As new homes and rebuilt stores slowly return to a city devastated by a historic tornado, Joplin's civic, political and business leaders are nearing completion of a long-term plan to guide the recovery.
A citizens' advisory panel charged with leading those initial recovery efforts wants the city to create four new business districts that would also allow residents to live and shop nearby. They're urging the creation of a city committee that would ensure new construction meets certain design standards, including more landscaping to offset commercial projects and parking lots.
The Citizens Advisory Recovery Team is also recommending greater enforcement of nuisance codes, stepped-up efforts to encourage homeowners to buy property insurance and the construction of a medical school. And they want the city to hire a "master developer" who would oversee the rebuilding plan.
The group will present its work, the culmination of months of effort and multiple public meetings since the May 22 tornado, on Jan. 19 at Missouri Southern State University.
The Joplin City Council, school board and Chamber of Commerce, as well as the Board of Aldermen in neighboring Duquesne, will each discuss the recovery plan and individually consider whether to endorse the 21-page document.
"Recovery is broad," said Jane Cage, a Joplin business owner who helps lead the advisory panel. "It has to touch on almost every aspect of life in Joplin for us to succeed. ... We only really get one chance to do this right."
Some of the group's ideas echo suggestions made soon after the nation's deadliest tornado in six decades hit southwest Missouri, killing 161 people and destroying thousands of homes and businesses and other structures on the city's south side, such as an increased emphasis on energy-efficient homes — a goal the panel hopes to meet with a "pilot neighborhood" that would serve as a green-construction model for the rest of the city.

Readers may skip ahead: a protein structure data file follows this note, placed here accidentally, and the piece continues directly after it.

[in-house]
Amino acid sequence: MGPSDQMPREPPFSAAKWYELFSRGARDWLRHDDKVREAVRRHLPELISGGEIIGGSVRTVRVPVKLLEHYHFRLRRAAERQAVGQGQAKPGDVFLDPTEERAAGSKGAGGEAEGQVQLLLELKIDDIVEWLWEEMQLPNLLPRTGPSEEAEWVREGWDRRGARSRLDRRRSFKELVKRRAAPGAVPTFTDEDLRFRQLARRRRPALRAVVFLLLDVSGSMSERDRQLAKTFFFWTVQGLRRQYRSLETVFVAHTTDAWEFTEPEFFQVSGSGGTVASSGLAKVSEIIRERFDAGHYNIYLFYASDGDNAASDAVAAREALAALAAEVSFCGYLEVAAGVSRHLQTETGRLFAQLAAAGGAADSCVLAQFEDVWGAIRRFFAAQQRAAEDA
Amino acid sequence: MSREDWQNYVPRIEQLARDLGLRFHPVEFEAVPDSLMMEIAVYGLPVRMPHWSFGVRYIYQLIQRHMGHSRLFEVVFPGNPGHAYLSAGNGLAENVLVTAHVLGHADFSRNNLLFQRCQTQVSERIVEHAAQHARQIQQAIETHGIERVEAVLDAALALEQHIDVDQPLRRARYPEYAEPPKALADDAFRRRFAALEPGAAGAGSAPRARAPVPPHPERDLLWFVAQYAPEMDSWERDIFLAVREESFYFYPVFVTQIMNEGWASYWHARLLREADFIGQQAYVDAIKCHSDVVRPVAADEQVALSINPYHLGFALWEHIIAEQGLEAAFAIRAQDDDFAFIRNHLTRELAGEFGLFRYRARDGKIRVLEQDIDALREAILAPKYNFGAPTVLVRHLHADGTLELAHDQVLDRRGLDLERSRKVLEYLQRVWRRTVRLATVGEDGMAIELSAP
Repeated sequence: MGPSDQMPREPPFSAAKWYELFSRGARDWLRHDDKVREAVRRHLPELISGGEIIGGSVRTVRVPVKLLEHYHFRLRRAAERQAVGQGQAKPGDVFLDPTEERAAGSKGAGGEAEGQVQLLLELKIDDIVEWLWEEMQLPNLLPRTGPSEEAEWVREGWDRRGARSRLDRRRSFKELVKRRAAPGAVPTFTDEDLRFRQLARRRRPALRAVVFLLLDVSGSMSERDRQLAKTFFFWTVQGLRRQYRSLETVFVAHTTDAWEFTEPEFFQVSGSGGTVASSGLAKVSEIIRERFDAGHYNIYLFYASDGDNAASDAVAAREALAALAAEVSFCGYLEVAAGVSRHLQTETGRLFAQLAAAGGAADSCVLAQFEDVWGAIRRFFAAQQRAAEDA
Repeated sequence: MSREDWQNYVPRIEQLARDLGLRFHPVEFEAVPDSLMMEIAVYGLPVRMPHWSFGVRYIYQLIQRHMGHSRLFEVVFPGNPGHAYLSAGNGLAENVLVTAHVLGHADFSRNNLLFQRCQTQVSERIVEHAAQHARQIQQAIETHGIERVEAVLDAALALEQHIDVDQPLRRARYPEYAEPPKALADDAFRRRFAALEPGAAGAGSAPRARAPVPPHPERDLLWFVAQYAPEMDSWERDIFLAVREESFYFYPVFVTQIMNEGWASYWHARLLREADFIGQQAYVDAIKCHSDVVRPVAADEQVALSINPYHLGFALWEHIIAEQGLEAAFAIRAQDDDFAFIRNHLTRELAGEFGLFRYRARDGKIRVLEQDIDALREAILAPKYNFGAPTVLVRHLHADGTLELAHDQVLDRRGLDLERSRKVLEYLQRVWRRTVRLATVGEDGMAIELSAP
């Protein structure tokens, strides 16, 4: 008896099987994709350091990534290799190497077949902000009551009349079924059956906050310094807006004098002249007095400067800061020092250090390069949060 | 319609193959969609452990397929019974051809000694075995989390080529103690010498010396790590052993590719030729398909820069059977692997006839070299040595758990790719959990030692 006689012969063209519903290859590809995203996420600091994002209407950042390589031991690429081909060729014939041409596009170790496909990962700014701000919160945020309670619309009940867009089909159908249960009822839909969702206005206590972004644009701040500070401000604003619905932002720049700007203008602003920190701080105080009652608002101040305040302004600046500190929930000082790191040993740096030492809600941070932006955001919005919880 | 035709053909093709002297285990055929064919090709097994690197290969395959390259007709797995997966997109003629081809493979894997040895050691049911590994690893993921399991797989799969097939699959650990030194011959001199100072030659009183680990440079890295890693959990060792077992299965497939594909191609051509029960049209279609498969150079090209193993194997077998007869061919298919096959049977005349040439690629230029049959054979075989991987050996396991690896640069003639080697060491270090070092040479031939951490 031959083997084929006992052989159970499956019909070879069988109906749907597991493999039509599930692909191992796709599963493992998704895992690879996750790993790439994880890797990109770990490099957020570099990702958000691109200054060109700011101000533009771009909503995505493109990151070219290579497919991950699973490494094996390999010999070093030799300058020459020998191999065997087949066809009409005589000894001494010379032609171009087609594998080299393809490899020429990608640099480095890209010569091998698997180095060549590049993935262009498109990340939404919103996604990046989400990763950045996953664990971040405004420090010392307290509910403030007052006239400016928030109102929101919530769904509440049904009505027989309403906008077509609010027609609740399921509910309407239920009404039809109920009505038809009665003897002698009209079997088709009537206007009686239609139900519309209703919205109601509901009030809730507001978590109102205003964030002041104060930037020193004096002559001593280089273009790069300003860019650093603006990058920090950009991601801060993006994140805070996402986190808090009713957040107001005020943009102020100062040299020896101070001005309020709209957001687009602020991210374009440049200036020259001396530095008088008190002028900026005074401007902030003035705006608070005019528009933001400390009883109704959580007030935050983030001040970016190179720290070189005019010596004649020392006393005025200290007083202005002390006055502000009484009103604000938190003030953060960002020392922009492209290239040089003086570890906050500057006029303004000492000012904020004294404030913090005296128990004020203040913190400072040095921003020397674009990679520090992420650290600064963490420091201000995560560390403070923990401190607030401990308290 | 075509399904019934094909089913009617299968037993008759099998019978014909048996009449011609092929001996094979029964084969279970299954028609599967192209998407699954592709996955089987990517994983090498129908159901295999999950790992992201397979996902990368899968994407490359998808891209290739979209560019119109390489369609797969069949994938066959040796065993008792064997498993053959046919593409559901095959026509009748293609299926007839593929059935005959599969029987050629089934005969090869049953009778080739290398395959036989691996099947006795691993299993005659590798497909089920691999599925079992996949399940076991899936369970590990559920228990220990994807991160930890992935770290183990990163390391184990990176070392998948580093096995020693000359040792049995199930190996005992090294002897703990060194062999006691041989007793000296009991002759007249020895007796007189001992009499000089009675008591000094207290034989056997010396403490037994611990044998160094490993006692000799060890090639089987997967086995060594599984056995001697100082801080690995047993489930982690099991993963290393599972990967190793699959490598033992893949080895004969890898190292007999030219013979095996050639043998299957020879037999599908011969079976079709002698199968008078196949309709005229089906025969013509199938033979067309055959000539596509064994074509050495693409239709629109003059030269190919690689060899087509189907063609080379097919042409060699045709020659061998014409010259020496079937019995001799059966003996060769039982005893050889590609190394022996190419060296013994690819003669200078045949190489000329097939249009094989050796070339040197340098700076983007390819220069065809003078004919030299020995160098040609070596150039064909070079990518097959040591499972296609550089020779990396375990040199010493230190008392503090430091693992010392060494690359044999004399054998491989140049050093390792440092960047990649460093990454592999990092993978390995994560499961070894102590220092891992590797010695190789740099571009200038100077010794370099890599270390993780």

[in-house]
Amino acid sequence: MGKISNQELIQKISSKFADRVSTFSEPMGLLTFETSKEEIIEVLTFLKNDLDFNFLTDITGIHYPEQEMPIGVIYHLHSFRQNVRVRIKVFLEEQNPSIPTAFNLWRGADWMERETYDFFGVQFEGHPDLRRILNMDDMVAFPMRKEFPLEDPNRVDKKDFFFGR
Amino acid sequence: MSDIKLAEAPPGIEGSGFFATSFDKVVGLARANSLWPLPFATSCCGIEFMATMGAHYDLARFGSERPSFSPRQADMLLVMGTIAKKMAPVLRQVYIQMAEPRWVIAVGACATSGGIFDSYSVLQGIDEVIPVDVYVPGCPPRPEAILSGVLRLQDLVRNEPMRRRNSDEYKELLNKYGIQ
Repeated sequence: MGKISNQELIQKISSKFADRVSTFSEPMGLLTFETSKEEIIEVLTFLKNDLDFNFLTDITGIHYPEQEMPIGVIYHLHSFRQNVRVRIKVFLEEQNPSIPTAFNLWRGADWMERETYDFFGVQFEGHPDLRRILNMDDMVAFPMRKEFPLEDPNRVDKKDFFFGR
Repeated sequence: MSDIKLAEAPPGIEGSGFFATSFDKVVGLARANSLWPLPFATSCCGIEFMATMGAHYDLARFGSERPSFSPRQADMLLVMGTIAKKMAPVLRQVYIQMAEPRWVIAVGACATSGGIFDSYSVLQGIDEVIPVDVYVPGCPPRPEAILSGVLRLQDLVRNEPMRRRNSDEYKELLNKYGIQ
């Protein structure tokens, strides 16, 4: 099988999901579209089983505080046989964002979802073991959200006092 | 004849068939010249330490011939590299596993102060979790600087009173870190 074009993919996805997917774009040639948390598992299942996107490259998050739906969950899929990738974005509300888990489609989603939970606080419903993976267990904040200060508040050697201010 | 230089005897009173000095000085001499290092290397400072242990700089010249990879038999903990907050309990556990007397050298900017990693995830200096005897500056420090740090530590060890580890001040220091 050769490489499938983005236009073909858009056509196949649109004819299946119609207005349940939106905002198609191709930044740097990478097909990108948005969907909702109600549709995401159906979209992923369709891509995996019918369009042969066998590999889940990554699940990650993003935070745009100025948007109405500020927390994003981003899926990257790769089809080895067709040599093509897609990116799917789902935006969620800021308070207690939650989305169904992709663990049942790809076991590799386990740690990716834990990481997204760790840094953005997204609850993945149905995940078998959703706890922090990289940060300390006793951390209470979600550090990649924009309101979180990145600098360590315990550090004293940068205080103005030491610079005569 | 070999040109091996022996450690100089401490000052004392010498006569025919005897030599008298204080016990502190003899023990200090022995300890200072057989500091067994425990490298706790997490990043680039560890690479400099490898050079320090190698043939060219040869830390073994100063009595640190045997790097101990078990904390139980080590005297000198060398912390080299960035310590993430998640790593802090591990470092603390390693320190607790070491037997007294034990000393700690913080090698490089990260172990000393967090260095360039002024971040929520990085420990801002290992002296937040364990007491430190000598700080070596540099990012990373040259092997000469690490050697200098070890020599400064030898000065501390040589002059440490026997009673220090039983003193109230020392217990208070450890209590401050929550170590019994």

Other plans also incorporate ideas summarized in a 60-page binder of public comments on rebuilding Joplin, such as putting Franklin Technical Center and Joplin High School, both of which were destroyed, back under one roof.
And some are decidedly ambitious, including the creation of an arts and entertainment district and expanded farmers' market. There is no price tag listed in the plan, although Cage said the city hopes to offset much of those costs with federal Community Development Block Grants, state support and private philanthropy.
"It's still a living document," she said. "Things are going to change over time."
State Rep. Bill White, R-Joplin, said he sees signs of the recovery throughout some of the hardest-hit areas. A Home Depot store where seven people died during the tornado when its walls caved in reopened this week. The Federal Emergency Management Agency recently announced it will provide $20 million to help rebuild St. John's Regional Medical Center, which took a direct hit from the twister.
The city has since issued nearly 4,000 building permits to homeowners, according to City Manager Mark Rohr. And the Missouri Housing Development Commission has committed about $100 million in tax credits and loans over the coming decade to spark the construction of low-to-moderate income rental units and single-family, owner-occupied homes in the Joplin area — with more likely to come.
"Things are definitely looking up," White said. "Now is the time. The pace of private recovery is going to pressure those redevelopment plans."
The tornado flattened several neighborhoods filled with 80- and 90-year-old homes and several sizable apartment complexes. With many of those residents still displaced, local leaders realize they have little time to act in order to avoid substantial population losses.
"It feels like the recovery runs at the pace of an EF-5 tornado some days," Cage said "There's just so much to accomplish, and so little time to get it done."